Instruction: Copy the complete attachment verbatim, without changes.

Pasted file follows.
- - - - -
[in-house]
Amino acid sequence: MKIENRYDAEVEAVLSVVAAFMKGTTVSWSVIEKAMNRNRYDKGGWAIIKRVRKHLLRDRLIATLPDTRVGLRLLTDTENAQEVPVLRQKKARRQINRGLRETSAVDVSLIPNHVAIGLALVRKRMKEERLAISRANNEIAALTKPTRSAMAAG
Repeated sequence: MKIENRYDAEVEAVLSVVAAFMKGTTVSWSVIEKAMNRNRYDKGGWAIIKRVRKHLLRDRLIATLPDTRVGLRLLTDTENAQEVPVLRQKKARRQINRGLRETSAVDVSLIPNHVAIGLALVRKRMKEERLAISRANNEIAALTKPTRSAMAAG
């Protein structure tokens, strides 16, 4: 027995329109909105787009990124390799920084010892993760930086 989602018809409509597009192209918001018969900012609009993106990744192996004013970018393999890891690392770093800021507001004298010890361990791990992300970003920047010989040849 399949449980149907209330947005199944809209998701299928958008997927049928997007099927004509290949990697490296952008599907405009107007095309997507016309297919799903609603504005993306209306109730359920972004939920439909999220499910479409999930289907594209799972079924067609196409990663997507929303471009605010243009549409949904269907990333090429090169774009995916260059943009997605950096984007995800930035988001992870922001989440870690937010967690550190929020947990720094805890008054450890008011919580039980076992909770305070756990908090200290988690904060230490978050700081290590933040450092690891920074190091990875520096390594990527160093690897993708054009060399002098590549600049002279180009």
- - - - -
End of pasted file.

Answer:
[in-house]
Amino acid sequence: MKIENRYDAEVEAVLSVVAAFMKGTTVSWSVIEKAMNRNRYDKGGWAIIKRVRKHLLRDRLIATLPDTRVGLRLLTDTENAQEVPVLRQKKARRQINRGLRETSAVDVSLIPNHVAIGLALVRKRMKEERLAISRANNEIAALTKPTRSAMAAG
Repeated sequence: MKIENRYDAEVEAVLSVVAAFMKGTTVSWSVIEKAMNRNRYDKGGWAIIKRVRKHLLRDRLIATLPDTRVGLRLLTDTENAQEVPVLRQKKARRQINRGLRETSAVDVSLIPNHVAIGLALVRKRMKEERLAISRANNEIAALTKPTRSAMAAG
């Protein structure tokens, strides 16, 4: 027995329109909105787009990124390799920084010892993760930086 989602018809409509597009192209918001018969900012609009993106990744192996004013970018393999890891690392770093800021507001004298010890361990791990992300970003920047010989040849 399949449980149907209330947005199944809209998701299928958008997927049928997007099927004509290949990697490296952008599907405009107007095309997507016309297919799903609603504005993306209306109730359920972004939920439909999220499910479409999930289907594209799972079924067609196409990663997507929303471009605010243009549409949904269907990333090429090169774009995916260059943009997605950096984007995800930035988001992870922001989440870690937010967690550190929020947990720094805890008054450890008011919580039980076992909770305070756990908090200290988690904060230490978050700081290590933040450092690891920074190091990875520096390594990527160093690897993708054009060399002098590549600049002279180009």